Friday, December 31, 2010

2010 Innovation Year-In-Review

C. Engdahl
The Big E of Big E Toys

Before the clock hits midnight, I want to take a quick look back on 2010.

Do You Know Who You Are?
In my May 11, 2010 post entitled “Know Who You Are And Act Like It” I ruminated on seeing Life Is Good CEO Bert Jacobs at the then recent Front End of Innovation Conference in Boston. In looking over some of the inspirational letters received by the company and posted as part of its FUEL page, it’s evident to me that Life Is Good understands who they are and what they mean to others.


Still Culturally Significant
Despite not taking home the Oscar for Best Picture or Best Director (which was the right call, the award having gone to The Hurt Locker and Kathryn Bigelow), Avatar did pull down three Academy Awards including Best Cinematography, Art Direction, and Visual Effects. Having not won the Best Picture honor doesn’t diminish its cultural significance. Although his film watching repertoire is still limited at his pre-teen age, my eldest son considers Avatar the best movie ever made. Looking forward to seeing what James Cameron has in the works for the sequel.

More Talk About Girl Talk
About a month after I posted “Innovation Is Girl Talk” on October 19, 2010, musical impresario Girl Talk (a.k.a. Gregg Gillis) dropped his new album – “All Day” - on the Illegal Art website for any and everyone to download for free. Once word was out, people downloaded in droves. So many in fact that the internet began to break (not really but it makes for a good story). Check out the track “This Is the Remix”.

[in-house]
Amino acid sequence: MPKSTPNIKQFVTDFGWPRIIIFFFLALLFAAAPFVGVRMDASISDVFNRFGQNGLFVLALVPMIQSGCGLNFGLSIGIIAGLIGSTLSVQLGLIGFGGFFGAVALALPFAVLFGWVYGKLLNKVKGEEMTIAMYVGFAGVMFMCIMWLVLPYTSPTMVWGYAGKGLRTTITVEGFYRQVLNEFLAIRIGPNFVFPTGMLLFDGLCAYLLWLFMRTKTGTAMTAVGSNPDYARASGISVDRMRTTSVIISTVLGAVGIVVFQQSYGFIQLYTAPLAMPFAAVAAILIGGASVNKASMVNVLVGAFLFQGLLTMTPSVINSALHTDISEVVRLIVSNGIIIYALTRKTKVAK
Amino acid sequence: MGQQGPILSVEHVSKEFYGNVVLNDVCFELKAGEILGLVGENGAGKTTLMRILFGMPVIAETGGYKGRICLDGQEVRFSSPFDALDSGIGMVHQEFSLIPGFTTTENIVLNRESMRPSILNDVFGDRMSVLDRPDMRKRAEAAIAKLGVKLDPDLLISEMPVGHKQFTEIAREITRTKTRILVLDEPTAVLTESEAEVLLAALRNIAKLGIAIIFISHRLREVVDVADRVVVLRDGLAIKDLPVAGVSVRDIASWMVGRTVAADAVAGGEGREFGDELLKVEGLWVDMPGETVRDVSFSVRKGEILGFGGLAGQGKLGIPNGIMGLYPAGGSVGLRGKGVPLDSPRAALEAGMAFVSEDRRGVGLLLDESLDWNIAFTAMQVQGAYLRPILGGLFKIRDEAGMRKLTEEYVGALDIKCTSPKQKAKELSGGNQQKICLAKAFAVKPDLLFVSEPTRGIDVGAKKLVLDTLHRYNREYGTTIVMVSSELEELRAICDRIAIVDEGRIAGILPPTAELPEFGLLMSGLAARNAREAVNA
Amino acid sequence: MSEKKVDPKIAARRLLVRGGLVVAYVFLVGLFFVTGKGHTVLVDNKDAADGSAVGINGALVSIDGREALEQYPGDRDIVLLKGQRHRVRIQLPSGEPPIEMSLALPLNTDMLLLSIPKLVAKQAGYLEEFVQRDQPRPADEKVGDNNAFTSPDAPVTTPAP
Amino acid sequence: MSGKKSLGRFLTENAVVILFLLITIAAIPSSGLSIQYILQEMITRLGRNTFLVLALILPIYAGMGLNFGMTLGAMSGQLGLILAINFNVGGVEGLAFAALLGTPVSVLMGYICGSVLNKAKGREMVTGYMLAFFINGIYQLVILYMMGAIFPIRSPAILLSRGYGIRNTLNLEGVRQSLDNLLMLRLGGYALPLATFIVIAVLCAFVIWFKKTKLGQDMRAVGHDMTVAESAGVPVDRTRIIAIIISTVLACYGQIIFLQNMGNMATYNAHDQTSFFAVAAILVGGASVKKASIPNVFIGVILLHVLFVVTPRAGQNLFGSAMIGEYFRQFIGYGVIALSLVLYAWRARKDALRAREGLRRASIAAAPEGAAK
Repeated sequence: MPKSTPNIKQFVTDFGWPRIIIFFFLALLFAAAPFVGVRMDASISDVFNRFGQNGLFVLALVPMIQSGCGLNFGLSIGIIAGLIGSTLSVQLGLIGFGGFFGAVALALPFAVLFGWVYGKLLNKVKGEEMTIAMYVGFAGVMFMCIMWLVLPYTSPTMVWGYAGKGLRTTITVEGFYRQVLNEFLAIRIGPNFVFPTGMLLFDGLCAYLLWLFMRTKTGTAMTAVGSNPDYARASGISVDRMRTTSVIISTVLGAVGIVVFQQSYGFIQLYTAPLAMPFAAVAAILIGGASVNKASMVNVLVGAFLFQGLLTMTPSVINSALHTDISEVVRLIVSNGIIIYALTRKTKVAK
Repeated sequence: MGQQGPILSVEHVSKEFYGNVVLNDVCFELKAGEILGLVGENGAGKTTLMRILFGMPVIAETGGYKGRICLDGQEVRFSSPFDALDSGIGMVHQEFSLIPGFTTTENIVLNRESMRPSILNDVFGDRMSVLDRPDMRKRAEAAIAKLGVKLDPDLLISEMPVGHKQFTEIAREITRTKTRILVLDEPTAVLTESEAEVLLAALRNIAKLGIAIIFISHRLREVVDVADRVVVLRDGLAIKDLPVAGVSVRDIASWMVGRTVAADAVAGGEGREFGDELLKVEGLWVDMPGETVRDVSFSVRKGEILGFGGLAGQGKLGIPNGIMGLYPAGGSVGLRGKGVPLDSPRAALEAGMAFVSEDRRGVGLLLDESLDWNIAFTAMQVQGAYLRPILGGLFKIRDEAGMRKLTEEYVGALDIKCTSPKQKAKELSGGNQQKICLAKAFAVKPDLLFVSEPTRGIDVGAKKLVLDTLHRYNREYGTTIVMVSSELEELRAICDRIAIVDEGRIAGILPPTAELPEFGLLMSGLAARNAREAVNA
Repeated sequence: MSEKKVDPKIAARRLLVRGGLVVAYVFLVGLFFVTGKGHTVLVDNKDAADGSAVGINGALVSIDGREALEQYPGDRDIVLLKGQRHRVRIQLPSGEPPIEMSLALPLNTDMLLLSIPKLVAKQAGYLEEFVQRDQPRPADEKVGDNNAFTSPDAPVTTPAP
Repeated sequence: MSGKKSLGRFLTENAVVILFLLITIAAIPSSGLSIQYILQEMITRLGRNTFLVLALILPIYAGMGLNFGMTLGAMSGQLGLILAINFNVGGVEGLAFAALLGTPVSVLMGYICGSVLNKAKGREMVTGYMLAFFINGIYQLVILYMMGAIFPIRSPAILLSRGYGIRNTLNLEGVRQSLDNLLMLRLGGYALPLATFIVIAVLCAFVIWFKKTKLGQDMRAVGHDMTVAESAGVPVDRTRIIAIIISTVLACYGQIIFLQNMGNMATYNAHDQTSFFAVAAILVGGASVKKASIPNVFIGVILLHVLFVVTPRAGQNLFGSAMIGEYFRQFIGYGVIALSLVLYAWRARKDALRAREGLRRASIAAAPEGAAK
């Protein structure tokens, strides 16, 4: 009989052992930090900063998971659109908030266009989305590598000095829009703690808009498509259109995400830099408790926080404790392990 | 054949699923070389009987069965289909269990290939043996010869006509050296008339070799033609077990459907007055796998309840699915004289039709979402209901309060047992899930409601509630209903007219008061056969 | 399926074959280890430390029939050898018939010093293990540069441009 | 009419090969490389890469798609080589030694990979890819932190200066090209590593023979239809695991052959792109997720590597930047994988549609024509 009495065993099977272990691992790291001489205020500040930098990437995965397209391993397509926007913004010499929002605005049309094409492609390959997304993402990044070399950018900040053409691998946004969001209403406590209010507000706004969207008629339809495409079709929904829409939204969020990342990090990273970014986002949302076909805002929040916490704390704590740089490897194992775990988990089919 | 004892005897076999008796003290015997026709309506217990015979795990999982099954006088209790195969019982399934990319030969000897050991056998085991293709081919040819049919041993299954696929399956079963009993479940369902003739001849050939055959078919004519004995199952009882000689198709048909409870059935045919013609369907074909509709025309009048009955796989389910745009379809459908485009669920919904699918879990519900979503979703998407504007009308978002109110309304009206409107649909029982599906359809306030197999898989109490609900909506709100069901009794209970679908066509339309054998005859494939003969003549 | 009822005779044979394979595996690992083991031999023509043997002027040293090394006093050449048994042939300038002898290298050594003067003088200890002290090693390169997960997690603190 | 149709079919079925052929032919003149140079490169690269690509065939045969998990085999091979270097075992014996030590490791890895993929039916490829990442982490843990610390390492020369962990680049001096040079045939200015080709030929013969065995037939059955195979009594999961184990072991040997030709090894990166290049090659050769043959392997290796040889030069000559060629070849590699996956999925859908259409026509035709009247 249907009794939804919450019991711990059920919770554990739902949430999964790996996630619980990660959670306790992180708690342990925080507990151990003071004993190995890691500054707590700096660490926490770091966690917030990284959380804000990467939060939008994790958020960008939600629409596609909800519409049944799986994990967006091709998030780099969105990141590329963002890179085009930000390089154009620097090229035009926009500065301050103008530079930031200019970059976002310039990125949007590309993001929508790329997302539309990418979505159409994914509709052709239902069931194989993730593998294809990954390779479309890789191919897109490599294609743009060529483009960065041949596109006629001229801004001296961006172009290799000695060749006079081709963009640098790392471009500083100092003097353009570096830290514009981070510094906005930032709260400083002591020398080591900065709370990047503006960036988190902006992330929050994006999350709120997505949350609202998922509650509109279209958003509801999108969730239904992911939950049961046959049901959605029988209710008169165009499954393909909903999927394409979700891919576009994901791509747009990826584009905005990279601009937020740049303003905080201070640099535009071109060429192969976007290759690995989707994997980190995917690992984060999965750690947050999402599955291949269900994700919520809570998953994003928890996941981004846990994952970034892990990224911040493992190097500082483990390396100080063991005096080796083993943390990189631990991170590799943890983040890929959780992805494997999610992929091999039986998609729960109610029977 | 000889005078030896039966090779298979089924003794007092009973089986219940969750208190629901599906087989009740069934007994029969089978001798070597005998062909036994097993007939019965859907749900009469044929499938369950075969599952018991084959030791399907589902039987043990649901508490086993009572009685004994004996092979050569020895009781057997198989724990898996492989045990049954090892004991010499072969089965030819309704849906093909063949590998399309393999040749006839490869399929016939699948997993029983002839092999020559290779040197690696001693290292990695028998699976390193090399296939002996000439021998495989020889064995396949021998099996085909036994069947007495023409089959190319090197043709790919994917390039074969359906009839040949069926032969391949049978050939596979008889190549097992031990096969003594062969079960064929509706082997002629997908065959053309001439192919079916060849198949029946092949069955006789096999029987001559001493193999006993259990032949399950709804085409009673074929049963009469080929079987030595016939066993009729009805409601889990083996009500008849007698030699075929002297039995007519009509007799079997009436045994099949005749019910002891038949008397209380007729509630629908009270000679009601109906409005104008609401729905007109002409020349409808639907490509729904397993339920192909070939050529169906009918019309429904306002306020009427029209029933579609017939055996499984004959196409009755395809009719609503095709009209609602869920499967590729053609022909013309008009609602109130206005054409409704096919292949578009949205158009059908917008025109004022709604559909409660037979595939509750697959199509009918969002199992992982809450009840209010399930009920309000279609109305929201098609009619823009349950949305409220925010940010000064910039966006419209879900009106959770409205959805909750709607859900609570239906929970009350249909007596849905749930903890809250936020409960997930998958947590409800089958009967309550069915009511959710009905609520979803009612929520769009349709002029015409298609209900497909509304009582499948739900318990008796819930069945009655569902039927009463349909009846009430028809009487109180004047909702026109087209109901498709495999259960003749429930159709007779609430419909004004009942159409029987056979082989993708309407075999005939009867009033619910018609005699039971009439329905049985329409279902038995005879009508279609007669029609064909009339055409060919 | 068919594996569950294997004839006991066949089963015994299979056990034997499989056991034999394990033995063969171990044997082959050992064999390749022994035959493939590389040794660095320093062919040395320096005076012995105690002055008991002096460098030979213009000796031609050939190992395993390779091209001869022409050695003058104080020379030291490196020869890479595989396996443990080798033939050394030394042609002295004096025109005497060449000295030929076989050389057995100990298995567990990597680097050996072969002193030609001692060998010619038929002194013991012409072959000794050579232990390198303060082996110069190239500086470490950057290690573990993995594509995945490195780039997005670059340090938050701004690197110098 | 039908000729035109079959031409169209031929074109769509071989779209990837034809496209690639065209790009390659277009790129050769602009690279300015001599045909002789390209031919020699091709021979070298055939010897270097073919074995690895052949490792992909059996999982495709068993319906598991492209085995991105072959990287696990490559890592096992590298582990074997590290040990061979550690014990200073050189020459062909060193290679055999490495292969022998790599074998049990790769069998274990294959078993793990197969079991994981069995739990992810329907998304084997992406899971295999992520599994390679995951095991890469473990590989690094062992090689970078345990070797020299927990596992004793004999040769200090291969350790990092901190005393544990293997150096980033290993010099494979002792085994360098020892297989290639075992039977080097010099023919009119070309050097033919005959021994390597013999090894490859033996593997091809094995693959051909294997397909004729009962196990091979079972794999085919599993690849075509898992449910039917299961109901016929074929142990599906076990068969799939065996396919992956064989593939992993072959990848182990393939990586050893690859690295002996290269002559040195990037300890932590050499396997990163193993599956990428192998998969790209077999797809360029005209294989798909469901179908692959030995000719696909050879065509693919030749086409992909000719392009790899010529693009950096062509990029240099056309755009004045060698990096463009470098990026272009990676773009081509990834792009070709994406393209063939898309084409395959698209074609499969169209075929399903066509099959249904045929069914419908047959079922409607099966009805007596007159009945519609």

Other Random Jottings
1. I still haven’t gotten my $25 back. Not really expecting to.
2. Seth Godin’s workbook ShipIt might help you practice.
3. What becomes of corporate mythology when a story – like the founding of Facebook - becomes so public so early?

In Memoriam
C.K. Prahalad (Aug 8, 1941 – Apr 16, 2010) – with co-author Gary Hamel, University of Michigan professor C.K. Prahalad introduced the concept of “core competency” in 1990. In addition to other writings, Professor Prahalad co-authored the influential books “Competing For The Future” (1994, with Gary Hamel), and “The Future of Competition” (2004, with Venkat Ramaswamy). (I personally found both books to be excellent.) The Times of London, in conjunction with Thinkers 50, a system of rating the world's top business strategists, called Dr. Prahalad "the No. 1 most influential management thinker in the world" in its two most recent rankings. He was a true giant among strategic thinkers. For additional info.

John Wooden (Oct 13, 1910 – Jun 4, 2010) – despite his advanced age when I included a mention of coach Wooden in my March 15, 2010 post entitled “March To Madness”, I didn’t really expect him to pass just a few months later. John Wooden’s accomplishments as a player and especially a coach are legendary. His 10 national championships while the coach at UCLA will never be equaled. His mixture of basketball with life lessons is what made him innovative. His ideas on leadership and inspiration have been used throughout the corporate world for decades.

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